The curved profile of spur gear teeth conforms to a type of mathematical curve found in geometry known as an involute.   The involute profile of a spur gear tooth is shown in red below.

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      The mathematical notion of the involute was first presented in 1673 by Dutch mathematician Christiaan Huygens, in his book, Horologium Oscillatorium.   Huygens’ book presents his studies on clock pendulums and the applied mathematics he used in an effort to predict their often erratic motion on ships at sea.   His book ultimately dealt with far more than this, resulting in a treatise on the mathematical properties of the involutes of curves.

      To see how an involute curve is formed, we’ll conduct a simple experiment.    One end of string is attached with a tack to a circular object, like the yellow rod shown in the following illustration.   The other end of string has a red ball attached to it.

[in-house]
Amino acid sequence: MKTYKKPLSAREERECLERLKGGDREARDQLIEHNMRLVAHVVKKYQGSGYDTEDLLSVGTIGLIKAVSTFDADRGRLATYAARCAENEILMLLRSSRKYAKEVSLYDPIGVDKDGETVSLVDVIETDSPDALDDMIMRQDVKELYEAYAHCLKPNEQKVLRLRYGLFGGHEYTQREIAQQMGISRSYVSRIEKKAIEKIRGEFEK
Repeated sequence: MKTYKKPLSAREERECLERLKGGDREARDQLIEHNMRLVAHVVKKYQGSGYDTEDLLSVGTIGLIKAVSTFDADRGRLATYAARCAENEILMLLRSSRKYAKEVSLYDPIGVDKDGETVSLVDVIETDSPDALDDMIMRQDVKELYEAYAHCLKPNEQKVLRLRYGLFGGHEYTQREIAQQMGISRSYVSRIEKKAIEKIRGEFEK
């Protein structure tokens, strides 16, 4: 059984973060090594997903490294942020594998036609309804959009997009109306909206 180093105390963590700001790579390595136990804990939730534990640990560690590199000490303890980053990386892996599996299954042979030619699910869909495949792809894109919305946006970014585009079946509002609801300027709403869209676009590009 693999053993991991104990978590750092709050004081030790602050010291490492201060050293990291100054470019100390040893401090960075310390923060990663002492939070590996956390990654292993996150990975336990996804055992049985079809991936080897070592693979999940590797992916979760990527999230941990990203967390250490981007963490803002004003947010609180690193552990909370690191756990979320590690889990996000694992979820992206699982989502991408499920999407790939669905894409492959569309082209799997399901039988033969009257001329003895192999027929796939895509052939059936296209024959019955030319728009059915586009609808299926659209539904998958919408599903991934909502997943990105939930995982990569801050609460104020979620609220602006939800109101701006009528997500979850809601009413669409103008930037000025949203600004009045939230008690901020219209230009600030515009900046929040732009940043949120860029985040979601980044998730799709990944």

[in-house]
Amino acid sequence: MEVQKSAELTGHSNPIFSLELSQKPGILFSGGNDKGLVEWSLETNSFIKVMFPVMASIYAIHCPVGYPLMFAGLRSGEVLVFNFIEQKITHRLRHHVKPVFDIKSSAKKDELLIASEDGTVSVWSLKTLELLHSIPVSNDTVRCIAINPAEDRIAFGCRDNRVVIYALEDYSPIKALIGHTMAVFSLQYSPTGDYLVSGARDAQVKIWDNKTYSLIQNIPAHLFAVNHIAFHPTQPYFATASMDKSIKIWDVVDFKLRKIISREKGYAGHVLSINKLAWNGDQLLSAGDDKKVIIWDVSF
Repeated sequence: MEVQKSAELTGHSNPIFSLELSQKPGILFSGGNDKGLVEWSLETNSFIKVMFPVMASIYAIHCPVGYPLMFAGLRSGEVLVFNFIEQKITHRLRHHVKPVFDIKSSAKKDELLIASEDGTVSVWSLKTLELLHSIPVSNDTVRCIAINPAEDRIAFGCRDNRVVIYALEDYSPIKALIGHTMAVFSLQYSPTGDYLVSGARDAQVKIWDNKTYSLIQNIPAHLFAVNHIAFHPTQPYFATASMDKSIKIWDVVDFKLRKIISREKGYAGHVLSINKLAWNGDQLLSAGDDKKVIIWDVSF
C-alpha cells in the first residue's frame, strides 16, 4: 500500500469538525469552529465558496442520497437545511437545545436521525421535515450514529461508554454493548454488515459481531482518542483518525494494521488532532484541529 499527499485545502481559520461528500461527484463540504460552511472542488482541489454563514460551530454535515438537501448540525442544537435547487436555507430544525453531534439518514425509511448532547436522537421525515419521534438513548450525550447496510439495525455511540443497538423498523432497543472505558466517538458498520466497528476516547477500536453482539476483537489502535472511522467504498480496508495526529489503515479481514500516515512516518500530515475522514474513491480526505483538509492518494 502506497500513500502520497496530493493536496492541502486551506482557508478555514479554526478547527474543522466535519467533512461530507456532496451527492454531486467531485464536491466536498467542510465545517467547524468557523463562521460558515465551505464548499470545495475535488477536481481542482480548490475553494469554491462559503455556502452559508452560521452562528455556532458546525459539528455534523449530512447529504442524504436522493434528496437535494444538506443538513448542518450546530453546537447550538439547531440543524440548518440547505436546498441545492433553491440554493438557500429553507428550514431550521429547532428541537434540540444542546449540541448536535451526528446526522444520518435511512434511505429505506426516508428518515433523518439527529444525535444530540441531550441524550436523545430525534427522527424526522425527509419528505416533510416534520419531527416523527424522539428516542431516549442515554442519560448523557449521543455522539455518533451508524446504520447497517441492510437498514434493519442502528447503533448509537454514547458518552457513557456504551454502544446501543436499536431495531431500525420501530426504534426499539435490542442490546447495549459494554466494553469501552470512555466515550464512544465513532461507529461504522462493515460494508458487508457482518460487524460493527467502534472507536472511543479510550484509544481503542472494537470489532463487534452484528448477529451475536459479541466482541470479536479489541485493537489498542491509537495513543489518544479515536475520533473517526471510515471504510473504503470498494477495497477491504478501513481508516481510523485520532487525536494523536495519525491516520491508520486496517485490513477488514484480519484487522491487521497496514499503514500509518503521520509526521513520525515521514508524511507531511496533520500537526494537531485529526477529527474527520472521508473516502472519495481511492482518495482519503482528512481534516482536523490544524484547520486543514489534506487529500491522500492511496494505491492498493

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Forming An Involute Curve

      If we grab the ball and pull the string taught while wrapping the string around the rod, the ball’s path will form an involute curve due to the incremental shortening of the string that occurs as it wraps around the rod.

      Next time we’ll see how the involute profile of gear teeth contributes to efficient mechanical energy transmission in gear trains.


Gear Trains

Monday, January 13th, 2014

      Last time we covered the basic terminology of spur gears.   Today we’ll see how they interact with one another to form a gear train, such as the one depicted below.